THIS WEEKEND, comedians from across the United States descend upon McDonough’s to take over the cozy pub’s stage and leave Savannahians in stitches.
We’ve seen festivals that emphasize comedy ‘round these parts in the past, but The Hostess City’s never hosted something quite like the inaugural Savannah Comedy Festival.
“The full purpose of the Comedy Fest is to bring in what we think are awesome, cutting-edge comedy shows,” says co-founder John Brennan.
“I’m such a comedy geek, and I think Savannah has a really fun comedy scene of great local comedians,” fellow founder Brianne Halverson says. “But I wanted to bring more people in from outside Savannah. I’m such a fan of Stopover and Savannah Music Festival, and we wanted to do something like that for comedy.”
To kick off their first fest, the organizers have called in a multitalented crop of funny friends and cohorts from all across the comedy world. Savannah Comedy Fest is about more than stand-up: there’s sketch comedy, improv, musical comedy, and much more.
Brennan and Halverson are very excited to welcome headliner Michelle Buteau. In addition to a hysterical Comedy Central special, Buteau’s been cracking folks up on popular shows like Key & Peele, The Eric Andre Show, The Late Late Show, or as co-host of VH1’s Big Morning Buzz Live with Nick Lachey. She’s is no stranger at VH1, having appeared on the I Love The... series and Best Week Ever numerous times.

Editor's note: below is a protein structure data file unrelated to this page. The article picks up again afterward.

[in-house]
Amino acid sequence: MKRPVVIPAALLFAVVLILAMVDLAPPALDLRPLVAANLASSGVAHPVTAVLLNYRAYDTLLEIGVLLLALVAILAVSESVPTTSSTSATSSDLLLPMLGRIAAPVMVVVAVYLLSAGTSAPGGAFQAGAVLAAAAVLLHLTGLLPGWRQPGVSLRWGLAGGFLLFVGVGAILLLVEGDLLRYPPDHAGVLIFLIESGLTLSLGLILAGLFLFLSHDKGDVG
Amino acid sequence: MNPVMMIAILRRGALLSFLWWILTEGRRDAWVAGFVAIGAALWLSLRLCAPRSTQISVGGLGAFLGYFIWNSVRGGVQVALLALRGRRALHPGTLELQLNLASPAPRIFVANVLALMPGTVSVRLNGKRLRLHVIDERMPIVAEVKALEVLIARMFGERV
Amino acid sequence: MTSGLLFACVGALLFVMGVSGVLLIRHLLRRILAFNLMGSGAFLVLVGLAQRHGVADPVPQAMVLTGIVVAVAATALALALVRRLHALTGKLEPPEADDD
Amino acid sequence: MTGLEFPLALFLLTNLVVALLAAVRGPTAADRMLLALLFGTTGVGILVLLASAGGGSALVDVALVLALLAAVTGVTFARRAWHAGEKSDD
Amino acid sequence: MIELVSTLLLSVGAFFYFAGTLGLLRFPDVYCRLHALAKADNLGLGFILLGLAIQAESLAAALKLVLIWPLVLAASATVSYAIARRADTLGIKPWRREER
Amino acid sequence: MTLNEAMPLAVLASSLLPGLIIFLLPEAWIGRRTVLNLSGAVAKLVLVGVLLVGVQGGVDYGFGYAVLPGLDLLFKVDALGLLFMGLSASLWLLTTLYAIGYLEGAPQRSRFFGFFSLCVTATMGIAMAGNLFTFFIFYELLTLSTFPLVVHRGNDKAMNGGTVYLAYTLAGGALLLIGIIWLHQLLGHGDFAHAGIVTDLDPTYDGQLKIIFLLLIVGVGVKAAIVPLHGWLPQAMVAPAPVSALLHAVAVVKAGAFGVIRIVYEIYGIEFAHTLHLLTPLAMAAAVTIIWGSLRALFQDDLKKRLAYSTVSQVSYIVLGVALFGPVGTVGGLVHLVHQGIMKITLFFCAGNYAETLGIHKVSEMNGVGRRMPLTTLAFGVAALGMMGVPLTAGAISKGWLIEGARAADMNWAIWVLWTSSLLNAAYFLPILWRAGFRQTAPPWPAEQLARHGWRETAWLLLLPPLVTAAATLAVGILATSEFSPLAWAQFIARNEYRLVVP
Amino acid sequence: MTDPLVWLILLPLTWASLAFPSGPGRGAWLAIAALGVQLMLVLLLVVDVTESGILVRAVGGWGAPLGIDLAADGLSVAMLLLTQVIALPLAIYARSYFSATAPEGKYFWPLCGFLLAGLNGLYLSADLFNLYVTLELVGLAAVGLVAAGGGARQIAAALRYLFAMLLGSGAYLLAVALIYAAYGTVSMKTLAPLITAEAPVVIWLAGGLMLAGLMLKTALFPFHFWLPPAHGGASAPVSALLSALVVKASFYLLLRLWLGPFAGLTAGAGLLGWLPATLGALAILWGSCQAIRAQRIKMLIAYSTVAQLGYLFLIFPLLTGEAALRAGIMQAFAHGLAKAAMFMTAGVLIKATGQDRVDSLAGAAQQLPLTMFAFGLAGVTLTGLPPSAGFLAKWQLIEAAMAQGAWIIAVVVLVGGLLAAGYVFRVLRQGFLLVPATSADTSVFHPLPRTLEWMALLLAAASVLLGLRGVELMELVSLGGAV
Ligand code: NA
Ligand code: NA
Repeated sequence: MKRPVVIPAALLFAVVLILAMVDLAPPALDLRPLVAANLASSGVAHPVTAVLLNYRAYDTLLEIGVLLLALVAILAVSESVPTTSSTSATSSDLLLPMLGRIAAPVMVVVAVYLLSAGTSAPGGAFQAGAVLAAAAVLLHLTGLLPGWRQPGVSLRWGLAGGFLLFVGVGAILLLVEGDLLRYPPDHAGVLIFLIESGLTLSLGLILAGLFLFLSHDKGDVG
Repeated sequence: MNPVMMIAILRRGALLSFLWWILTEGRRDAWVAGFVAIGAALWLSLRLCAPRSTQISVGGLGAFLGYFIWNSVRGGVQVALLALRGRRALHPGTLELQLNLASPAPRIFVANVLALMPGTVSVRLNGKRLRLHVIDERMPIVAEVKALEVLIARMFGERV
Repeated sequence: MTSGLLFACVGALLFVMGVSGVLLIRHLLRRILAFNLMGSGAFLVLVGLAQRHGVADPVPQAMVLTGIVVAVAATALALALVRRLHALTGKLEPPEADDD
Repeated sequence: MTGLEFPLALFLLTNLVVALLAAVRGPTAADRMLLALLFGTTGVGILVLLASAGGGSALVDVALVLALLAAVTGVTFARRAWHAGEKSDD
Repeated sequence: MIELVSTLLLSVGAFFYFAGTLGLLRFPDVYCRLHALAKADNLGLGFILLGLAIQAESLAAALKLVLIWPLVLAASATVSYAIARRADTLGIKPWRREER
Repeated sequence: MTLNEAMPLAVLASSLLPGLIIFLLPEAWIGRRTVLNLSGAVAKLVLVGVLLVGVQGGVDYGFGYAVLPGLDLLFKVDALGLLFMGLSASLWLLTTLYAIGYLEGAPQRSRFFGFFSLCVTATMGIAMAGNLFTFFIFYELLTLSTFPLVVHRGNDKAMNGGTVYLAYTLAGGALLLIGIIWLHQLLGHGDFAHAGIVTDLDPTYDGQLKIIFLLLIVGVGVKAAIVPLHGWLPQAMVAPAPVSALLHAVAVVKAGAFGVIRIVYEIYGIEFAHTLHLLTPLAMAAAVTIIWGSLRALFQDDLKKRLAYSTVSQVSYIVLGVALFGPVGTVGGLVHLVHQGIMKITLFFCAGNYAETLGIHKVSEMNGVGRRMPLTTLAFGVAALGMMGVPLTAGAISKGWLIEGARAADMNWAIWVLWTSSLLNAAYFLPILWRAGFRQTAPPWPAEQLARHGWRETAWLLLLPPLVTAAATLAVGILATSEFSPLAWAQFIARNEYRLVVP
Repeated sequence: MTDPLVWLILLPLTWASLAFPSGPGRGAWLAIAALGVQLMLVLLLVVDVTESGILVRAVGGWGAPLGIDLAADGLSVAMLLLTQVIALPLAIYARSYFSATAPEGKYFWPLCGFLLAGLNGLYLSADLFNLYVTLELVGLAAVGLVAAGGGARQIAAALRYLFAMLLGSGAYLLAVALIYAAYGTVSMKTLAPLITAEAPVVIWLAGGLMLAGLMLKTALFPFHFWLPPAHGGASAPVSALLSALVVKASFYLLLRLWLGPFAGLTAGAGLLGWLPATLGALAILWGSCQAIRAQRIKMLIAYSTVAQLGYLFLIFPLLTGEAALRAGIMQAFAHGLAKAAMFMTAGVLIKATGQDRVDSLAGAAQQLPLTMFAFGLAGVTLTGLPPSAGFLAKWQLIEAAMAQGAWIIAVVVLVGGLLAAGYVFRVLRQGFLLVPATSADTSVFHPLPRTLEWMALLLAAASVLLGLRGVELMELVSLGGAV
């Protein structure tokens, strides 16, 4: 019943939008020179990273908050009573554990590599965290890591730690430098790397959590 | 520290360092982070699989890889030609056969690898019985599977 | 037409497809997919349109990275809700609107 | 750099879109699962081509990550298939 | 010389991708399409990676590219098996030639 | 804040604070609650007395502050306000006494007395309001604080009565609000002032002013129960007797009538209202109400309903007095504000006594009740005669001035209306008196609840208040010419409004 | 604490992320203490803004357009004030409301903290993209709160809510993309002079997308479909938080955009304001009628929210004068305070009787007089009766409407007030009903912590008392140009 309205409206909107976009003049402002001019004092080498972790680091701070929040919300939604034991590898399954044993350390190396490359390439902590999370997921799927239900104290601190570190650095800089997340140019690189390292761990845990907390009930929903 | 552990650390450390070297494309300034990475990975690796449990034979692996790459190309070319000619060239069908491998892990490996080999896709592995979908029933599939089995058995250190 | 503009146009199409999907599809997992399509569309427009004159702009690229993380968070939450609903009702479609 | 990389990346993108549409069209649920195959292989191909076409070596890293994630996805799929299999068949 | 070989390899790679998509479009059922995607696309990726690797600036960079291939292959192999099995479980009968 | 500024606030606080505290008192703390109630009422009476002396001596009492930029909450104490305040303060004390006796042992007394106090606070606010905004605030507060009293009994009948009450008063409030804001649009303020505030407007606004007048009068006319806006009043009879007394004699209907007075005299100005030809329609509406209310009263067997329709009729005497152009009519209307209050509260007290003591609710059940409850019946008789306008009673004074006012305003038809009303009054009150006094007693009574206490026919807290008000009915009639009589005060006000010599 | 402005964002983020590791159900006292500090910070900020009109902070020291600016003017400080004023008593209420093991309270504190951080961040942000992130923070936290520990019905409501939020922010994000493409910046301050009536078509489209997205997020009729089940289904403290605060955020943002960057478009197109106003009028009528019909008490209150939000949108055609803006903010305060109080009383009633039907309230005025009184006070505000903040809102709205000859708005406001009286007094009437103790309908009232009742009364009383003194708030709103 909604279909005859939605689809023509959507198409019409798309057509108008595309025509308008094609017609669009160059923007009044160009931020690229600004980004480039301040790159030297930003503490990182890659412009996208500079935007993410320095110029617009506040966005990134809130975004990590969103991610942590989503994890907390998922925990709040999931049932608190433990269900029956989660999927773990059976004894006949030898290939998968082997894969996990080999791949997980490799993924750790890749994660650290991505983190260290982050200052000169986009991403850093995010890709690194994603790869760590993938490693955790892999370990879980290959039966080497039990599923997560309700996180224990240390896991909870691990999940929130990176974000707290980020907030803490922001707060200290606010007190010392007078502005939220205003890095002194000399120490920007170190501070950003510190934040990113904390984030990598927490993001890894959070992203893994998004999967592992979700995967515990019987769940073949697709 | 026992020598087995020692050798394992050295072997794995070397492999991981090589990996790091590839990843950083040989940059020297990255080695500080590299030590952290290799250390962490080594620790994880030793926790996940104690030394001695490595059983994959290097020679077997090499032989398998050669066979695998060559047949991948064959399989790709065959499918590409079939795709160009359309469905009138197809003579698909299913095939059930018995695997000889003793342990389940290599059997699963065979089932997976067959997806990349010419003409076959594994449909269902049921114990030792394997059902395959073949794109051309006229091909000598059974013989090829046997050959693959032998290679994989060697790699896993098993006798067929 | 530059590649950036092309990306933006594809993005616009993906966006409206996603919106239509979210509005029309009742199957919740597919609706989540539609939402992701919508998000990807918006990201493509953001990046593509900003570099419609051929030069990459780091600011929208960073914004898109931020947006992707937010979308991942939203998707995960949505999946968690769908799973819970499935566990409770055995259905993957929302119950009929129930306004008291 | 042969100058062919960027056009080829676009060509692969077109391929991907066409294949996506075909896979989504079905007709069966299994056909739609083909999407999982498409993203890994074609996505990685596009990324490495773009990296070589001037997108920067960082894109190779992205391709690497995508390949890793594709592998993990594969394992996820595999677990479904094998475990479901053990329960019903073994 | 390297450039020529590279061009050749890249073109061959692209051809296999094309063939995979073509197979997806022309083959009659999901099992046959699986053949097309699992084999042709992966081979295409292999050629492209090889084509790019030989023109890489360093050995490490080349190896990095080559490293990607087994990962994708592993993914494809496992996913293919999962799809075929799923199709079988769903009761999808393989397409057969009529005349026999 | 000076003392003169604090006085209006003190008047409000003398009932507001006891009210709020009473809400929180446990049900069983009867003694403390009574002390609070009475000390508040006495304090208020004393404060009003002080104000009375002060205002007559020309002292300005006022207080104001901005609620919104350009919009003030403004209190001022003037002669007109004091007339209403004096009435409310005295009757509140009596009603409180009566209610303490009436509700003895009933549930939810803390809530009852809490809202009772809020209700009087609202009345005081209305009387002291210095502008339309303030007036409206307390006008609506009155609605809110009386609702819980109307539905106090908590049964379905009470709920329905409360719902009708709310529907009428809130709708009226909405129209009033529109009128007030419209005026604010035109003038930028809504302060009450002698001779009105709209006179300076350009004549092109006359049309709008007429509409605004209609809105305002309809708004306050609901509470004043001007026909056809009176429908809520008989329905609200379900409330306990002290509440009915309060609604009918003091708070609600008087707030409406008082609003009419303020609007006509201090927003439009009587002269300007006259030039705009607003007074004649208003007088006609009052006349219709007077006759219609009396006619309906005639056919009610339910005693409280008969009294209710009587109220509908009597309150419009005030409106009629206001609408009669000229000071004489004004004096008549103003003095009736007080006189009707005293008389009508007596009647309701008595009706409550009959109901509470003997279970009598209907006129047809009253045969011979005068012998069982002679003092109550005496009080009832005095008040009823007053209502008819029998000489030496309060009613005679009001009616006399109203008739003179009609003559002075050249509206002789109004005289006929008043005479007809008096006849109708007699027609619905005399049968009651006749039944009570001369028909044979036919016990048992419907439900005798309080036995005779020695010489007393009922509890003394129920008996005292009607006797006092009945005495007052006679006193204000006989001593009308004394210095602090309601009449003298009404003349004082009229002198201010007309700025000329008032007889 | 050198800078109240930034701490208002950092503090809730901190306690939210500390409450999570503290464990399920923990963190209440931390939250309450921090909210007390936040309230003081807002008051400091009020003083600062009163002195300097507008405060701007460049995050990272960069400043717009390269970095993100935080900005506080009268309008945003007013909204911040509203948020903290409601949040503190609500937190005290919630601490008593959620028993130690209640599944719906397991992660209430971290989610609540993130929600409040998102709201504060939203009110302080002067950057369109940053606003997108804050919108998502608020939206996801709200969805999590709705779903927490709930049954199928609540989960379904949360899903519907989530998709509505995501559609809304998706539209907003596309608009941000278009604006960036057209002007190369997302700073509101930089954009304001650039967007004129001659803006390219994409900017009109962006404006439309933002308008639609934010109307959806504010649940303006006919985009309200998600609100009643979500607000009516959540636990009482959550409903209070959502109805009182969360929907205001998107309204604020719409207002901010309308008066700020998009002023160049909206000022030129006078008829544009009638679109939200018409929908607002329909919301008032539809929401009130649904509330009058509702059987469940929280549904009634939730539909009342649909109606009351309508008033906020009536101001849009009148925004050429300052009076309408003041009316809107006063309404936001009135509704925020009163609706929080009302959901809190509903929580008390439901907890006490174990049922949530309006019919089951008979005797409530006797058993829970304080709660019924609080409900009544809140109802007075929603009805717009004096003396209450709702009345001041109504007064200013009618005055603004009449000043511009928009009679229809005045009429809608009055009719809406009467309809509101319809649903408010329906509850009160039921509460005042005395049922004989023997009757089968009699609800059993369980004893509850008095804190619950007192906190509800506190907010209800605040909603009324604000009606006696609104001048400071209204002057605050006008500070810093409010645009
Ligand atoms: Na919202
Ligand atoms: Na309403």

Musical comedians Squirm & Germ bring high energy and lots of fun. Their videos have been featured on CollegeHumor.com and the NYC duo has shared the stage with Reggie Watts, Kristen Schaal, Colin Quinn, and Arden Myrin.
Charleston’s Nameless Numberhead returns to Savannah with their brand of absurdist dark comedy.
Vernon Moses, a sketch duo featuring Jon Antoine and Deshawn Mason, blends pop culture references, life experiences, and eccentricity to their set.
Savannah Comedy Fest is also home to several long-form improv teams, including Big Dicktionary, Selfie Schtick, and Storck & Carey.
Look for locals Front Porch Improv and Mobb Line, SCAD’s mainstage improv company, reppin’ the home team.
Selecting performers who represent a variety of comedy styles was a very conscious decision for Savannah Comedy Fest’s organizers.
“Our vision is having interesting people who are doing all kinds of comedy—edgy, interesting, absurdist, weird, fun, cool comedy—that’s the goal,” Halverson says.
“Right now, I think the improv is all short-form in Savannah, and we’re trying to do long-form like you see in New York, L.A., and Chicago. And we’re definitely going after sketch, because there’s no sketch scene in Savannah.”
“To [the audience], comedy is just comedy,” Brennan explains. “They don’t care if they’re doing standup, improv, or sketch, as long as they’re funny. I’m excited to see the responses to the different variations of what improv, sketch, and standup is.”
Both Brennan and Halverson hope that the festival is the beginning of something great for Savannah.
“This is something we’d like to grow and get bigger, but even if it doesn’t, we want an opportunity for the out-of-town stuff to come here,” says Brennan. “And the response has been great.”
Halverson hopes that the event helps Savannah continue to grow as a creative hub.
“I love that Savannah is an artistic community, but a lot of it is very visual,” she notes. “The music scene has come so far in the last five years, and I think it’s time now for comedy. Why can’t we have cutting-edge, funny comedy? We have really good comedians here, and it’s time for a bigger scene, for the people who go to Charleston and Atlanta to come through Savannah. We want everyone to connect, celebrate, and be inspired.”